Class Week Two: Instruction to Solve Problems

There was great discussion in class this week (and not just about a certain entertaining Google Reader Tutorial…). We framed our discussion on screencasts by talking about different types of literacy first, all related to information literacy. We talked about how digital literacy–a term the government, among others, likes to use–perhaps doesn’t quite cover issues related to information, its systems, its management, etc. We also talked about transliteracy, a concept I still need to let sink in and wrap my mind around.

My first take on transliteracy is that it means new ways of communication, or the morphing of one type of communication into another (reading a blog instead of a novel was one example from class). It also seems that transliteracy is about how we’re taking our analog communication “tools” (books, magazines, handouts are more literal examples) and creating digital tools from them. How do screencasts come into this? Perhaps screencasts are the next best thing–or just as good as–your friend or boss or teacher sitting beside you and showing you how to do something on your computer. A related concept that was also emphasized was transferability–that is, pointing out how a new skill can be used across platforms, programs, devices, etc. It may potentially be challenging to take the skill out of context to what you’re teaching and connect it somewhere else for the user, but when I think back to being taught new technology, it was very helpful to learn that a certain command could be used for a variety of functions when working at the command line on a computer. We also touched on whether online learning is working–we have no answer for this now, but a good thing to keep in mind as this class progresses.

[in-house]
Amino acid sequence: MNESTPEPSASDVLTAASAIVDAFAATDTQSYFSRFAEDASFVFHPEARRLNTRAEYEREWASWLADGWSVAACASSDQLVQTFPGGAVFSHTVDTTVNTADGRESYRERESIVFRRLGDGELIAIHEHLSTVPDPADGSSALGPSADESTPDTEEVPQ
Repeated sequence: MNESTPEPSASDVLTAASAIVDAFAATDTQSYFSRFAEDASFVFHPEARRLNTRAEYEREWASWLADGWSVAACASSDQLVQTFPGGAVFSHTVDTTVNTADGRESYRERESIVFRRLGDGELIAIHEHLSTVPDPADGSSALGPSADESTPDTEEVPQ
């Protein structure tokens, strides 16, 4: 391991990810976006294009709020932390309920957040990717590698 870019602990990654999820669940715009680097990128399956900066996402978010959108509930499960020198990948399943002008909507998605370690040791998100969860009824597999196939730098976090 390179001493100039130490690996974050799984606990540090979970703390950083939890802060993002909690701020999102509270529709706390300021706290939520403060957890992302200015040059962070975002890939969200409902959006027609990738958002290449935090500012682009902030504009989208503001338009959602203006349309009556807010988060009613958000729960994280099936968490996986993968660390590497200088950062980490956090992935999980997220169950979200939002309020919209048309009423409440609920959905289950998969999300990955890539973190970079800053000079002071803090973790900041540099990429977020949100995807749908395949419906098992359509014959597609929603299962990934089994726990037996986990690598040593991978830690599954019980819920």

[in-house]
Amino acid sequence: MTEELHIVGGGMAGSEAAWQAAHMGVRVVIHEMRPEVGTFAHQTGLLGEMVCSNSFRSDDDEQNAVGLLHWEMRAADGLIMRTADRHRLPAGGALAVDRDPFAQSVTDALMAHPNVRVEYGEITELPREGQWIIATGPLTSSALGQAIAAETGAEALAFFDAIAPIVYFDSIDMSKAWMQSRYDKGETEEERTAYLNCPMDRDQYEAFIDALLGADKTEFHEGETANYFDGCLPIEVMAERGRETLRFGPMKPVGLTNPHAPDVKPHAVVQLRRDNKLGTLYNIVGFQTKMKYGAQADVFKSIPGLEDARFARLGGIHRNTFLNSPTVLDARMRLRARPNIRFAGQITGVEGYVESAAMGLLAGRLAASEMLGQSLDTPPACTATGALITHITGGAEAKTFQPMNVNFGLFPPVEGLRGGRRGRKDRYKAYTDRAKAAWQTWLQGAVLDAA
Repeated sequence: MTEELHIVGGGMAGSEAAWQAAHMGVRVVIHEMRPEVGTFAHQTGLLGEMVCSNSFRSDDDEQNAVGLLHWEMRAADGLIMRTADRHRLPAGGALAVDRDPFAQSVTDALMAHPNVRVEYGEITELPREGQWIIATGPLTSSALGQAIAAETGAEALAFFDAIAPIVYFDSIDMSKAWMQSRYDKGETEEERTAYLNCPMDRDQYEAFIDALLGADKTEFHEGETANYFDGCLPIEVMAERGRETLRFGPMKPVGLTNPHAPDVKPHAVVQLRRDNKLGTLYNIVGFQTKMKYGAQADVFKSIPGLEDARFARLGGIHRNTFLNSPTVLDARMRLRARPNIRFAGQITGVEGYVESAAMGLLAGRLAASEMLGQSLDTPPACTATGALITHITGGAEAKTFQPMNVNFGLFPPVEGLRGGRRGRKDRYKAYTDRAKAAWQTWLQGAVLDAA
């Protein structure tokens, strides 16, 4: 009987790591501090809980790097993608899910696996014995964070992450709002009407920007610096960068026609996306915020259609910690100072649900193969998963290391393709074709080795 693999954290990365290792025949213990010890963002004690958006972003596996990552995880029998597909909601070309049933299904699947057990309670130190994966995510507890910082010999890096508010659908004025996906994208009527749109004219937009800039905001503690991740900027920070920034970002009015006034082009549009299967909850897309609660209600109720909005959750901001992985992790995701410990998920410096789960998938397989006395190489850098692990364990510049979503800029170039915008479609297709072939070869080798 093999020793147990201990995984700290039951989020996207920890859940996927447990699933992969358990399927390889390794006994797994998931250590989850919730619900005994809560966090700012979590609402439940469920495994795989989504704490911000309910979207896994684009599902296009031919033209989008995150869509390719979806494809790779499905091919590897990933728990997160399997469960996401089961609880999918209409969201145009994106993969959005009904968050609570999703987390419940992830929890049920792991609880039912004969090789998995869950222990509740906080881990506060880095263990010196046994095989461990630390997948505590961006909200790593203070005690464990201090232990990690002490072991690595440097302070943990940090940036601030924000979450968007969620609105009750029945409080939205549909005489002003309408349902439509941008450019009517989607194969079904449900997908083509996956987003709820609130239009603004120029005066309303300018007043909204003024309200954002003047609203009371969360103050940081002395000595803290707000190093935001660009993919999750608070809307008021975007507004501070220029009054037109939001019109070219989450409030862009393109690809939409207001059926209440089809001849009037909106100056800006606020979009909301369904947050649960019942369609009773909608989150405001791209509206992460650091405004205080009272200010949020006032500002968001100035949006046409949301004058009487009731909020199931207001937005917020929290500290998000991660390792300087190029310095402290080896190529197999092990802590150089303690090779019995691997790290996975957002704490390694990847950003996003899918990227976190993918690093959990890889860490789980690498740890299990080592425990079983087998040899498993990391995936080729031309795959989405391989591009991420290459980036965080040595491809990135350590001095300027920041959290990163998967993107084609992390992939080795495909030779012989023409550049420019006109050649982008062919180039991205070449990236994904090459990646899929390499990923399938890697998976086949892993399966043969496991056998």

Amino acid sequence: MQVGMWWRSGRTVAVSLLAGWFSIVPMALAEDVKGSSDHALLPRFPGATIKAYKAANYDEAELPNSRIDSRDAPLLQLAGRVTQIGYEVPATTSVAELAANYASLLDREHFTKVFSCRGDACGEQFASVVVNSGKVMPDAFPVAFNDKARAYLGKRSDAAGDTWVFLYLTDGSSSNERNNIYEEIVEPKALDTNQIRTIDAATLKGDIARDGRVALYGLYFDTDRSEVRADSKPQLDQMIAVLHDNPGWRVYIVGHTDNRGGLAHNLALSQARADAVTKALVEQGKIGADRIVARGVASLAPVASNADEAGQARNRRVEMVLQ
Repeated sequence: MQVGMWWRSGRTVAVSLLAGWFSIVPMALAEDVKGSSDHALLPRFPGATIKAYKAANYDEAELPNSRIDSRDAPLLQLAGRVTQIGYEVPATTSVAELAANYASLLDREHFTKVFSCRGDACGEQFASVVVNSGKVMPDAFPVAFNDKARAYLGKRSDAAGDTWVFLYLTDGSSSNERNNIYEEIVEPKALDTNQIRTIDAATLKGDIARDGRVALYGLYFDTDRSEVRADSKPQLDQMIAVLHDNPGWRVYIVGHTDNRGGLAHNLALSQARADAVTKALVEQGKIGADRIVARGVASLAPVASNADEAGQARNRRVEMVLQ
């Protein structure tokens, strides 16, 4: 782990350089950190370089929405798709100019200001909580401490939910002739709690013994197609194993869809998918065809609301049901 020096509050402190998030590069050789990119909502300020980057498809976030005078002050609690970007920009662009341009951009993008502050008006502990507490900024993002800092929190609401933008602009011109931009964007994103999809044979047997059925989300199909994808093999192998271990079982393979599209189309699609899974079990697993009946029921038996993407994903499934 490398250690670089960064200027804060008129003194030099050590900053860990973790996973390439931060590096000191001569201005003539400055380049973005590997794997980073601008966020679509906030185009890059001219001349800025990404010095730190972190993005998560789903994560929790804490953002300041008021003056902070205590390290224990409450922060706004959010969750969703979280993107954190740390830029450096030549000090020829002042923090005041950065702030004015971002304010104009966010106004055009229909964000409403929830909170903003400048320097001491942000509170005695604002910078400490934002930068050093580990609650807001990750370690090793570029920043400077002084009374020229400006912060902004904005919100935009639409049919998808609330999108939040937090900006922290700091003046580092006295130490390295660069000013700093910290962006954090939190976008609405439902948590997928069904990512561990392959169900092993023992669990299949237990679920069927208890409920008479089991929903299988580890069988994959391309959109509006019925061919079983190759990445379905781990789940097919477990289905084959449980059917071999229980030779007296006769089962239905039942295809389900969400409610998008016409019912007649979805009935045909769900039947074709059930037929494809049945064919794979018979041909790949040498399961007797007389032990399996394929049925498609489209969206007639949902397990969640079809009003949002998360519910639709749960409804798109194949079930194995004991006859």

To that end, a theme that emerged for me from this week’s class was problem-solving. It first came up when we talked about the context for our screencasts. Why does the topic matter? What problem is it solving? I like the idea of solving a problem for someone, easing their burden if something is stressing them out and I have some knowledge to pass on. Screencasts are a really neat way to do that, packaging up a little tool and delivering it easily online for anyone to find and use at their leisure; they can even pause and replay parts as needed. I’m glad we talked about target audience in relation to the ADDIE model. It’s one thing to identify the problem, but you also need to tailor your solution to your audience; being warm and friendly is a given no matter the audience, but the way you put that across may be different depending on your audience (based on their age, for example).

Readings Week Two: Connecting Users to Resources

I was happy to read about librarians working with university lecturers in the Johnston article. After talking about librarians as teachers for the past week or so, it was encouraging to read about librarians in a similar-but-different role–librarian as consultant, perhaps? Resident information expert? I like the sound of that.